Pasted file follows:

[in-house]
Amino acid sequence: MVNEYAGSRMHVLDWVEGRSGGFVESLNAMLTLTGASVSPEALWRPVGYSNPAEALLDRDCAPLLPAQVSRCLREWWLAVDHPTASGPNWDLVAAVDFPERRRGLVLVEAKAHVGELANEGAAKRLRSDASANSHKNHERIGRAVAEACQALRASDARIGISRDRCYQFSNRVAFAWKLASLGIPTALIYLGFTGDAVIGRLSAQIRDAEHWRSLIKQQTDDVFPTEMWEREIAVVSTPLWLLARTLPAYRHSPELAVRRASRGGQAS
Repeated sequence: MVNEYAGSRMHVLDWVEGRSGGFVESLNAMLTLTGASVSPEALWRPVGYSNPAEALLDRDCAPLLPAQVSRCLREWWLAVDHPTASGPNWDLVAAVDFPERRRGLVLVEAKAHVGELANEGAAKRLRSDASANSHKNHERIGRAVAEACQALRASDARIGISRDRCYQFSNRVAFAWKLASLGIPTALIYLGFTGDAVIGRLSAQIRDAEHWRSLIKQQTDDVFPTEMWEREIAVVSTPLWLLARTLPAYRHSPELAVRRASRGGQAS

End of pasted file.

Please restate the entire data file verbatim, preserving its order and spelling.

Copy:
[in-house]
Amino acid sequence: MVNEYAGSRMHVLDWVEGRSGGFVESLNAMLTLTGASVSPEALWRPVGYSNPAEALLDRDCAPLLPAQVSRCLREWWLAVDHPTASGPNWDLVAAVDFPERRRGLVLVEAKAHVGELANEGAAKRLRSDASANSHKNHERIGRAVAEACQALRASDARIGISRDRCYQFSNRVAFAWKLASLGIPTALIYLGFTGDAVIGRLSAQIRDAEHWRSLIKQQTDDVFPTEMWEREIAVVSTPLWLLARTLPAYRHSPELAVRRASRGGQAS
Repeated sequence: MVNEYAGSRMHVLDWVEGRSGGFVESLNAMLTLTGASVSPEALWRPVGYSNPAEALLDRDCAPLLPAQVSRCLREWWLAVDHPTASGPNWDLVAAVDFPERRRGLVLVEAKAHVGELANEGAAKRLRSDASANSHKNHERIGRAVAEACQALRASDARIGISRDRCYQFSNRVAFAWKLASLGIPTALIYLGFTGDAVIGRLSAQIRDAEHWRSLIKQQTDDVFPTEMWEREIAVVSTPLWLLARTLPAYRHSPELAVRRASRGGQAS